The UK and the European Commission have agreed to delay the next round of Brexit negotiations by a week, saying they need more time for consultation.
British and EU officials were scheduled to meet on 18 September for the fourth round of talks, but they will now meet on the 25 September instead.
The official reason given for the delay is to allow both sides more time for consultation, to "give negotiators the flexibility to make progress in the September round."
But earlier this month Guy Verhofstadt said this latest round of talks was being pushed back to make way for Theresa May to give a mystery intervention - a speech to the leaders of the EU27 - in the same week.
The EU's chief negotiator, Michael Barnier, has stressed the need to be flexible, but has also warned the "clock is ticking" to reach an agreement by the time the UK is set to leave the bloc, at the end of March 2019.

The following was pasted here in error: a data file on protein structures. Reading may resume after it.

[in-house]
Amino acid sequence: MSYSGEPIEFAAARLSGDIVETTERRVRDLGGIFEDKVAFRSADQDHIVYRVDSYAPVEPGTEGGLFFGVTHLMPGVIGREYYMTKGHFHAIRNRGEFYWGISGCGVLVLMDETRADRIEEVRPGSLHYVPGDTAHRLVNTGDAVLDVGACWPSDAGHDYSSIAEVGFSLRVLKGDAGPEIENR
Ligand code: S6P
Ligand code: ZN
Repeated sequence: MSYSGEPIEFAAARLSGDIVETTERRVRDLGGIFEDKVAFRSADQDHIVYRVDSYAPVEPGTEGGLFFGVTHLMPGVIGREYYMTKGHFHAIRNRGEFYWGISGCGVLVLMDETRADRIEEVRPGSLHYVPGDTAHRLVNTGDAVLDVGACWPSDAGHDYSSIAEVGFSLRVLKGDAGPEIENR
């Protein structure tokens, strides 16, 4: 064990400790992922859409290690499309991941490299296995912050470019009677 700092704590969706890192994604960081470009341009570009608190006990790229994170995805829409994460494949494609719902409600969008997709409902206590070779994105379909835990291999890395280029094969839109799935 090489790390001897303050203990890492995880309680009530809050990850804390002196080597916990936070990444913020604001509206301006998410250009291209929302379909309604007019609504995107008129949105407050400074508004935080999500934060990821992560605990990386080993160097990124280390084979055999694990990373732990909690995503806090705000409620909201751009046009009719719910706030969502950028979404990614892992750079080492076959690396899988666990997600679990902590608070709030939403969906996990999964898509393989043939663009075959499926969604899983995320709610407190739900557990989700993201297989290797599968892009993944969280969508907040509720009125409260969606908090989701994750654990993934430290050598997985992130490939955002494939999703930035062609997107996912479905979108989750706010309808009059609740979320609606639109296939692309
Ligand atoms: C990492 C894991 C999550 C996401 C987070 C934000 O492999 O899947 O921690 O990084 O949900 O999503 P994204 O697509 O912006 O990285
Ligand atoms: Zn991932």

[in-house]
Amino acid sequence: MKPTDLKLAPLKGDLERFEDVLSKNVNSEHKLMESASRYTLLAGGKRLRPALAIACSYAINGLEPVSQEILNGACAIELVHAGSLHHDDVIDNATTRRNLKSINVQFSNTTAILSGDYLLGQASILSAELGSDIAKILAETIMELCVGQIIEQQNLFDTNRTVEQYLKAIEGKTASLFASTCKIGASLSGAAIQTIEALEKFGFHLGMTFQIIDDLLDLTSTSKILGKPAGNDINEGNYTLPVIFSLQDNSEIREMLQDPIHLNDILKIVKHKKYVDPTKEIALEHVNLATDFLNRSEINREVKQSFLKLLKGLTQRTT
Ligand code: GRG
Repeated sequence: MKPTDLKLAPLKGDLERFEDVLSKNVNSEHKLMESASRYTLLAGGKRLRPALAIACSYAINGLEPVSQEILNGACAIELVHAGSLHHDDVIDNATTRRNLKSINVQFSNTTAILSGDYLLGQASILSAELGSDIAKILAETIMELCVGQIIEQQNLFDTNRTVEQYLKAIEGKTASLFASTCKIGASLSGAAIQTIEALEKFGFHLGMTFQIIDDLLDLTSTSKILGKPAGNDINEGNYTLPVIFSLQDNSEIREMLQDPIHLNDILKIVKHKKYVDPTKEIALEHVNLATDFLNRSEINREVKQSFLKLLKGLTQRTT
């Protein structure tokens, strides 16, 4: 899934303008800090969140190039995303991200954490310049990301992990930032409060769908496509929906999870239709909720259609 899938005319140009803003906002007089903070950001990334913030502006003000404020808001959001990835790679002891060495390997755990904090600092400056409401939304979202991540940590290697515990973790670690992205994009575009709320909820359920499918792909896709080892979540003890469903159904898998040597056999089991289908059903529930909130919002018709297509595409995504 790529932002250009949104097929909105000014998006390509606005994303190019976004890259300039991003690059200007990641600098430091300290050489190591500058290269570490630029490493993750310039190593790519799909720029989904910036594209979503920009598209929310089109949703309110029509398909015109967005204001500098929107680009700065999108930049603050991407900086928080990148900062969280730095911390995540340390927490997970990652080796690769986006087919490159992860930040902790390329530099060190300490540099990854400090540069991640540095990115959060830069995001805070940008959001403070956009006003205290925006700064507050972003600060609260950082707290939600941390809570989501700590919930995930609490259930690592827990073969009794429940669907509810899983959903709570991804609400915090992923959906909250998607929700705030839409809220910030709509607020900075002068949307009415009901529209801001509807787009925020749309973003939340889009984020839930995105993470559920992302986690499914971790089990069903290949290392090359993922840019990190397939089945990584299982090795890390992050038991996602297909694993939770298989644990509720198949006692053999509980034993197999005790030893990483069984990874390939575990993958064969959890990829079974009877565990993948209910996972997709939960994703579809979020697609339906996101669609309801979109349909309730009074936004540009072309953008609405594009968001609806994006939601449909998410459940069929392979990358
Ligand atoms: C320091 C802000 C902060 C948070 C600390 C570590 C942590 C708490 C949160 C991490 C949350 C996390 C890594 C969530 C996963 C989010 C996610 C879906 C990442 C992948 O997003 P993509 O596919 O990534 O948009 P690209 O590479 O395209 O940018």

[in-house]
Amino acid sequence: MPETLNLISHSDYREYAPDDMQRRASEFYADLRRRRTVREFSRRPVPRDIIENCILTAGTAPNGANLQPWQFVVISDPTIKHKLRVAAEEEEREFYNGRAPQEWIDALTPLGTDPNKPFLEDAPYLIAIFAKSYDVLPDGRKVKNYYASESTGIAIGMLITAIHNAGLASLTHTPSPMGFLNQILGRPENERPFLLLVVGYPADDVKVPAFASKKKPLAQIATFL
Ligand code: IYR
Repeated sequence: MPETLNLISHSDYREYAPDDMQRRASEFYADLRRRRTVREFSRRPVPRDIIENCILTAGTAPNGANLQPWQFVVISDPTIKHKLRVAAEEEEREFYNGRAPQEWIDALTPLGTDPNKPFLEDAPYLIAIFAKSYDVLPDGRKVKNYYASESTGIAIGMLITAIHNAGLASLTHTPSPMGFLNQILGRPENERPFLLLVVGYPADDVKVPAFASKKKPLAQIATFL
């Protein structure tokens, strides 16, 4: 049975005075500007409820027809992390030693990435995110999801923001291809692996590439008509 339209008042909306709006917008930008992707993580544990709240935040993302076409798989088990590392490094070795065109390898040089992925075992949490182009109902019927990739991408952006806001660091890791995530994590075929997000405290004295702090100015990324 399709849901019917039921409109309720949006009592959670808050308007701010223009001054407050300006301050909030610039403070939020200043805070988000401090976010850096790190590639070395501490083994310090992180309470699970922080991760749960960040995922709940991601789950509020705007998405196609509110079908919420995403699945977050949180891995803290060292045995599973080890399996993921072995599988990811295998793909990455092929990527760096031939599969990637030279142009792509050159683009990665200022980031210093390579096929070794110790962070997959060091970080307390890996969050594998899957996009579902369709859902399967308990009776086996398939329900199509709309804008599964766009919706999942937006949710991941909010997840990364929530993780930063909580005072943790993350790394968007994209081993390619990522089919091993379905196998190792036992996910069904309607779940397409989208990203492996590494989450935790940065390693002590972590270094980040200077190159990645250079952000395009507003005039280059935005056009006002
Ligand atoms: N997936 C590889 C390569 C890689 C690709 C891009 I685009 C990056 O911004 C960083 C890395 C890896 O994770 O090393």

Talks between the two sides, with Brexit secretary David Davis leading the UK's approach, have been taking place once a month since June.
Meanwhile, the government's EU Withdrawal Bill passed after debate stretched out throughout yesterday night. MPs backed the bill by 326 votes to 290, boosted by a handful of Labour rebels.
In total, seven Labour MPs, Ronnie Campbell, Frank Field, Kate Hoey, Kelvin Hopkins, John Mann, Dennis Skinner and Graham Stringer, voted with the government.
The vote occurred after hours of intense discussion, with a slew of MPs keen to have their views heard, and the government looks set to face a series of proposed amendments at future stages of debate.